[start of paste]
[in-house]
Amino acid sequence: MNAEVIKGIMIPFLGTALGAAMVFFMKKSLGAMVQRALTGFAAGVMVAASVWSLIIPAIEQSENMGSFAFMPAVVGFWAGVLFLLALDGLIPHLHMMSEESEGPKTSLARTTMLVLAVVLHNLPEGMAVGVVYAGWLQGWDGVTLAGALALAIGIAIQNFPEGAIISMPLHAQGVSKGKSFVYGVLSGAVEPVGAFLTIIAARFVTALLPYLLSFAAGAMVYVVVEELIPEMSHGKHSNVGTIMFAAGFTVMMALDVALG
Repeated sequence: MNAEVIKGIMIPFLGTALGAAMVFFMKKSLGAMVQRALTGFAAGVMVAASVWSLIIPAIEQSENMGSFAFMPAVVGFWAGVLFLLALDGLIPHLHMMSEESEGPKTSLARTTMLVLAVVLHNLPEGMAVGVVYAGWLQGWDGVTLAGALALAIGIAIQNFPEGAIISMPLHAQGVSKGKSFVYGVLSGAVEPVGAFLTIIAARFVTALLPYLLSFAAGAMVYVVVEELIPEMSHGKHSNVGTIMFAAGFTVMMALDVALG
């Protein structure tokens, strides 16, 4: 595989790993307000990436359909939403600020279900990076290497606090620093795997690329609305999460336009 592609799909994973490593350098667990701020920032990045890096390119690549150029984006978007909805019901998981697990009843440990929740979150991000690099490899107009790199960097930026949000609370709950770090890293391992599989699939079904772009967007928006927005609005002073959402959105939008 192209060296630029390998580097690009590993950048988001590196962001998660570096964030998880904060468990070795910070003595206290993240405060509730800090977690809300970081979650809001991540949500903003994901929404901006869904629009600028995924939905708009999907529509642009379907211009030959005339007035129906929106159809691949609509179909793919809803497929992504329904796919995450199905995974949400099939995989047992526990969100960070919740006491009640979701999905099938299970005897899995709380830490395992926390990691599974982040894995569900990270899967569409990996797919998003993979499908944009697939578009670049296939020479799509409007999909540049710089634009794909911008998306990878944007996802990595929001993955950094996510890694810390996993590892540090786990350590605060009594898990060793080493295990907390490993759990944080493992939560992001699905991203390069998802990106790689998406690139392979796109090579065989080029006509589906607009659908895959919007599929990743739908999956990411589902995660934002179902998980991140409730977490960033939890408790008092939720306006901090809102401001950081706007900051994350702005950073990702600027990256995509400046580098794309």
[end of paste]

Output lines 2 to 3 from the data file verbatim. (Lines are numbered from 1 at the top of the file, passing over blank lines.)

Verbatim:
Amino acid sequence: MNAEVIKGIMIPFLGTALGAAMVFFMKKSLGAMVQRALTGFAAGVMVAASVWSLIIPAIEQSENMGSFAFMPAVVGFWAGVLFLLALDGLIPHLHMMSEESEGPKTSLARTTMLVLAVVLHNLPEGMAVGVVYAGWLQGWDGVTLAGALALAIGIAIQNFPEGAIISMPLHAQGVSKGKSFVYGVLSGAVEPVGAFLTIIAARFVTALLPYLLSFAAGAMVYVVVEELIPEMSHGKHSNVGTIMFAAGFTVMMALDVALG
Repeated sequence: MNAEVIKGIMIPFLGTALGAAMVFFMKKSLGAMVQRALTGFAAGVMVAASVWSLIIPAIEQSENMGSFAFMPAVVGFWAGVLFLLALDGLIPHLHMMSEESEGPKTSLARTTMLVLAVVLHNLPEGMAVGVVYAGWLQGWDGVTLAGALALAIGIAIQNFPEGAIISMPLHAQGVSKGKSFVYGVLSGAVEPVGAFLTIIAARFVTALLPYLLSFAAGAMVYVVVEELIPEMSHGKHSNVGTIMFAAGFTVMMALDVALG